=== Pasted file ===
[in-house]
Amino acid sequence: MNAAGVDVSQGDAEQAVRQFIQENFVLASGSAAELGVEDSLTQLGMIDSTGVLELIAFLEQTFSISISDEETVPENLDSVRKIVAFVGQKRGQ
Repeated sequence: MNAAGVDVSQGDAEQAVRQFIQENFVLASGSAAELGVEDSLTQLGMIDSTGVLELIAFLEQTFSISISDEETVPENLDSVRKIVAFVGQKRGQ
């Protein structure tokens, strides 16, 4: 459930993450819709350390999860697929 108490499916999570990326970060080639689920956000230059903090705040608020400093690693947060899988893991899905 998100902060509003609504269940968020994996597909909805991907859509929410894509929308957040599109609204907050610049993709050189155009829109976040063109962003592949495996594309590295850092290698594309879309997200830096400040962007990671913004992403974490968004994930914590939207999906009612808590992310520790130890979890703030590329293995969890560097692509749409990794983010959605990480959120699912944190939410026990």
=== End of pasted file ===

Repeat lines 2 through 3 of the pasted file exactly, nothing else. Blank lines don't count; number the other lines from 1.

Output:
Amino acid sequence: MNAAGVDVSQGDAEQAVRQFIQENFVLASGSAAELGVEDSLTQLGMIDSTGVLELIAFLEQTFSISISDEETVPENLDSVRKIVAFVGQKRGQ
Repeated sequence: MNAAGVDVSQGDAEQAVRQFIQENFVLASGSAAELGVEDSLTQLGMIDSTGVLELIAFLEQTFSISISDEETVPENLDSVRKIVAFVGQKRGQ